The value of Jaque Fourie

November 4, 2013

by Len Kaplan

For all the Springboks advancement in coaching, strategy, selection and man-management under Heyneke Meyer, and an abundance of assuredly Test-quality players in most positions, there have been two positions of concern.

With the preeminent number five lock Andries Bekker playing club rugby in Japan with a view to prolonging his career, there has been no standout five. Juandré Kruger lacks the physical presence, Flip van der Merwe is a four used on occasion at five, and Franco van der Merwe is never going to be a dominant second row at Test level.

Victor Matfield is going through a conditioning process to see whether he can make a comeback, but his last Test was in 2011, he’ll be 36 before the start of the 2014 international season, and turns 37 four months before the opening game of the 2015 World Cup. He is a superb athlete, but it’d be miraculous if he were to play in the next World Cup.

Pieter-Steph du Toit is a brilliant youngster who is expected to come through as a Test four or five, but the smart money may be on a reinvigorated Andries Bekker being a key figure in the Boks 2015 campaign.

Perhaps the most exciting selection for the Springboks November tour is the return of superbly skilful Jaque Fourie. At age 30, two years younger than the ever-youthful Jean de Villiers, Fourie could have three or four years of Test rugby ahead of him, especially after having benefitted from playing in the less demanding Japanese league.

JJ Engelbrecht is a promising young talent, but he may be a better wing than centre and he certainly hasn’t proven a major concern for Test opponents. Playing François Steyn at 12 and De Villiers at 13 is an option Heyneke Meyer has used, but wonderful players though they both are, this combination does mean moving the captain away from what remains by some way his best position, which is hardly ideal.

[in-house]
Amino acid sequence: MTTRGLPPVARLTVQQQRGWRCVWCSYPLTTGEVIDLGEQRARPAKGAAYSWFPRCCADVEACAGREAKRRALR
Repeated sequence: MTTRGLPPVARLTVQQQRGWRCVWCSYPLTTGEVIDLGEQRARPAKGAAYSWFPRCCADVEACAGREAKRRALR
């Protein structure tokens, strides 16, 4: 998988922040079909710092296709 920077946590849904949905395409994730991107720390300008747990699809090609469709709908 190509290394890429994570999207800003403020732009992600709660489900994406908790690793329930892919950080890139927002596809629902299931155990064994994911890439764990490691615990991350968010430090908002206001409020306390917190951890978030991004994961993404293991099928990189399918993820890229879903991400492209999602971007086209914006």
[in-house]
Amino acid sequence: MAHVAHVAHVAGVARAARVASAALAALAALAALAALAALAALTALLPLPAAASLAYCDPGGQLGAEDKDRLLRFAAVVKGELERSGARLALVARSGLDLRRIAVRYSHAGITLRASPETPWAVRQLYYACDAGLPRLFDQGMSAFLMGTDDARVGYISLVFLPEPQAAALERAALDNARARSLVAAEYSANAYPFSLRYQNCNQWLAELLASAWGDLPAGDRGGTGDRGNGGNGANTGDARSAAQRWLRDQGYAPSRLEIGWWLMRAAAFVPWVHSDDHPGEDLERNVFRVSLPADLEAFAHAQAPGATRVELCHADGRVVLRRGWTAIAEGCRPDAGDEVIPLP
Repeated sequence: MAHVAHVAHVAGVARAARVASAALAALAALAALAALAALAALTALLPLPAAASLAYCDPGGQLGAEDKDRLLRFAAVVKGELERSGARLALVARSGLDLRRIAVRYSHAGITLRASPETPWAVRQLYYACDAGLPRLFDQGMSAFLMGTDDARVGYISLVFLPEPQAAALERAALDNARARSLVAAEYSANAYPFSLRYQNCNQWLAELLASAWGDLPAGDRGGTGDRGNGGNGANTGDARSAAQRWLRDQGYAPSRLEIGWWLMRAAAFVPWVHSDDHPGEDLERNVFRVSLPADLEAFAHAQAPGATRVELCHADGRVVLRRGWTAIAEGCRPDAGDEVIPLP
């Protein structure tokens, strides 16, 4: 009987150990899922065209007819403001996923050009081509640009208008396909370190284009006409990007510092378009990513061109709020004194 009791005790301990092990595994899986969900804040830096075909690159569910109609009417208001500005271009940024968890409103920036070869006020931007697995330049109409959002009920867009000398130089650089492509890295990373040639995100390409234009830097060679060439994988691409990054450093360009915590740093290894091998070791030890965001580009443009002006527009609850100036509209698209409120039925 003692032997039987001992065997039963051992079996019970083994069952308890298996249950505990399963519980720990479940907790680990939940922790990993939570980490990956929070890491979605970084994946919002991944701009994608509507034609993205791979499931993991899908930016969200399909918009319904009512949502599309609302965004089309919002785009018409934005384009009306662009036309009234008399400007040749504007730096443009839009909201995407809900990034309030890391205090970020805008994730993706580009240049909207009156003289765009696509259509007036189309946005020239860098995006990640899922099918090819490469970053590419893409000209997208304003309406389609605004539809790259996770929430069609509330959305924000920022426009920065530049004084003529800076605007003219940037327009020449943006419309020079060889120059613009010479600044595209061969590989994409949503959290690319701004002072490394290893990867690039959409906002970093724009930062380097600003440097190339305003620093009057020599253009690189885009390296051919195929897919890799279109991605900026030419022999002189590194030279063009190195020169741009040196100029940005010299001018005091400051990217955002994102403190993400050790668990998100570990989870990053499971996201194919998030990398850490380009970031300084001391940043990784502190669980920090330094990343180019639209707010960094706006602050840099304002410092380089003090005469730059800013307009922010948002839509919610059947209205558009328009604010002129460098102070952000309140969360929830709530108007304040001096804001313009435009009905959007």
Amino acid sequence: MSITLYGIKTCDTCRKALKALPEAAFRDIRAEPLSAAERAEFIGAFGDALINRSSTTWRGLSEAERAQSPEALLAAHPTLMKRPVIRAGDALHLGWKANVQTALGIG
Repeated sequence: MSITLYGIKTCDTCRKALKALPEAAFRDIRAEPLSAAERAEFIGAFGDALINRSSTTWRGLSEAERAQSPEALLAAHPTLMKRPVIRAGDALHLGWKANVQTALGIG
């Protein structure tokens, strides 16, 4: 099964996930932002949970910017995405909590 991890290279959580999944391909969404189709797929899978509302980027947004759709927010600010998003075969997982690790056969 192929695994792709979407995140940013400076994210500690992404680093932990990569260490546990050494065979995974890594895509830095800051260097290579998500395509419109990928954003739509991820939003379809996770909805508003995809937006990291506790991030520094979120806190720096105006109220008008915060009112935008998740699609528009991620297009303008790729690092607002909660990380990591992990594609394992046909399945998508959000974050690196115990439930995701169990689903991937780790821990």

Fourie has shown in his 69 Test matches that he may well be as good as any 13 as has ever played rugby, and that includes an era in which we’ve enjoyed the consummate skill of Brian O’Driscoll and consistent excellence of Conrad Smith.

His skill both as refined creator and decisive finisher, his ability to beat opponents as an elusive ball-carrier, his selfless setting up of teammates, and his incisive understanding of exploiting space make him a dynamic force as an attacking 13. He can be deceptively subtle or physically imposing. His one-on-one tackling, ability to read opposition attacks and adjust defensive lines, and crucially, his organising of his backline’s defence – based on defensive nous and clear, effective communication – make him probably the best defensive back in world rugby.

The value he adds in terms of experience and composure is worth a huge amount to the Springboks performance too.

The restoration of the De Villiers – Fourie centre combination for what will be their 27th Test as a pair, will be a substantial boost to the Boks chances of going three for three on tour, and if they can stay injury-free, perhaps to the team’s success ratio through 2014 and 2015 as well.

Five lock remains a real concern for South Africa, but the intuitive genius – and honed skills – of Jaque Fourie at outside centre will turn what has been a position causing opponents little concern into a crucial focus on both defence and attack.

photo of Jaque Fourie

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